Thursday, October 24, 2013
The Grand Canyon of Writing
My writing life has felt like the Grand Canyon lately. Vast and empty. Varied and full. A journey I should have started when I was younger. A friend once told me about his hike down the Grand Canyon. It was a spur of the moment thing with a best buddy just after college--or maybe it was high school. A few cans of beans and some beer. They made it, somehow. I think he told me they almost died, and improbably, it was incredibly funny.
So here I am. Got the beer and the beans, and I'm old enough to know better, but I still want to plum the depths that writing holds for me. I seldom feel like I have the proper preparation, and I often feel that I just might die trying. Why do I do it, I've asked myself this past month. It's just a giant whole in the ground, this writing thing. Is it too late to go back to school and become, let's say, a paralegal or a dental hygienist?
This past week I took 1379 words of out a short story that I wrote first draft of maybe three years ago. If this story were a hike down the Grand Canyon, it would be like I was stuck at the Phantom Ranch, plundering the canteen day after day with only the vaguest plans of ever hiking back out at again. But hey, it might be finished now--and if only finished meant published, that would be swell. I could say, hey everyone, I hiked the Grand Canyon! Instead, it's like I've bought all the maps and the gear, and in every conversation, I tell people about how I'm going to hike down the Grand Canyon, but I never actually lace up my boots and go. So here I am, now peering into the abyss that is called Sending Work Out.
And meanwhile as I progress through a weird and difficult week of real life, the words of one of my favorite teachers have come back to me. "Take notes," Barbara Abercrombie says.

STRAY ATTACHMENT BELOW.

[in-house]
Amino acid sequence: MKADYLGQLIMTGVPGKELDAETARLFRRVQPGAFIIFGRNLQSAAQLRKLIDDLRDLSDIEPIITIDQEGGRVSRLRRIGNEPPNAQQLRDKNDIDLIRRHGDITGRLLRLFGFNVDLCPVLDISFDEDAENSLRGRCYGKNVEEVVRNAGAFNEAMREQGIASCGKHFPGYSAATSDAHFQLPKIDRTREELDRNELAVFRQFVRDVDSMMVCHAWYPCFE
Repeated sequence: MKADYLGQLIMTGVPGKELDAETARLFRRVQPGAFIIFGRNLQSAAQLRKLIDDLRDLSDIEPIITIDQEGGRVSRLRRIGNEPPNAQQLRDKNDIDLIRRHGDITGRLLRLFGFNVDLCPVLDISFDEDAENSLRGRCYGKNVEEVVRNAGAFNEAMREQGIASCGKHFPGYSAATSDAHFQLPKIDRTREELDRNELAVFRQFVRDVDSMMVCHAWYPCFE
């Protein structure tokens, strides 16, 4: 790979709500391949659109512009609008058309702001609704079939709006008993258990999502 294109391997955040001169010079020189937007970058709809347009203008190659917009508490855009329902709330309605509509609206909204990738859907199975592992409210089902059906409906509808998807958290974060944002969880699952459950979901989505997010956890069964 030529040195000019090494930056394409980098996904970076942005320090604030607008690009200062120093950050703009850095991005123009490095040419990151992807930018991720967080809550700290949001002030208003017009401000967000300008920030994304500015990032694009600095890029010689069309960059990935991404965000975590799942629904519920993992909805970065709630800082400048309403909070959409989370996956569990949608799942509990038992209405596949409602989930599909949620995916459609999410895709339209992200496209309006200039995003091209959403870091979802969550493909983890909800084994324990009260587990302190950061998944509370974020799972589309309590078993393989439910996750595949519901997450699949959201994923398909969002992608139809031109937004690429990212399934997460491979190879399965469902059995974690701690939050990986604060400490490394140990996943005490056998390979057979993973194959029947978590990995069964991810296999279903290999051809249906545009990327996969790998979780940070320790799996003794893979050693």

And then there's this from another of my favorite teachers and writers, Abigail Thomas, on the subject of writing memoir.
Writing is the way I ground myself, and it's what keeps me sane. Writing is the way I try to make sense of my life, try to find meaning in accident, reasons why what happens happens—even though I know that why is a distraction, and meaning you have to cobble together yourself. Sometimes just holding a pen in my hand and writing milk butter eggs sugar calms me. Truth is what I'm ultimately after, truth or clarity. I think that's what we're all after, truth, although I'd never have said such a thing when I was young. And I write nonfiction because you can't get away with anything when it's just you and the page. No half-truths, no cosmetics. What would be the point?
Read more: http://www.oprah.com/omagazine/How-to-Write-Your-Memoir-by-Abigail-Thomas/2#ixzz2igGVMrPN
So I'm taking notes on real life while I write fiction. I'm binge watching Breaking Bad, cooking dinner for my mom every night, and afterwards walking off into the quiet suburban dark while I let my mind wander. Mornings, there's yoga and t'ai chi chih, the minute-by-minute life with my mom and everything else. I'm taking notes. Those notes might be a long, long hike toward fiction or memoir, or maybe just calm.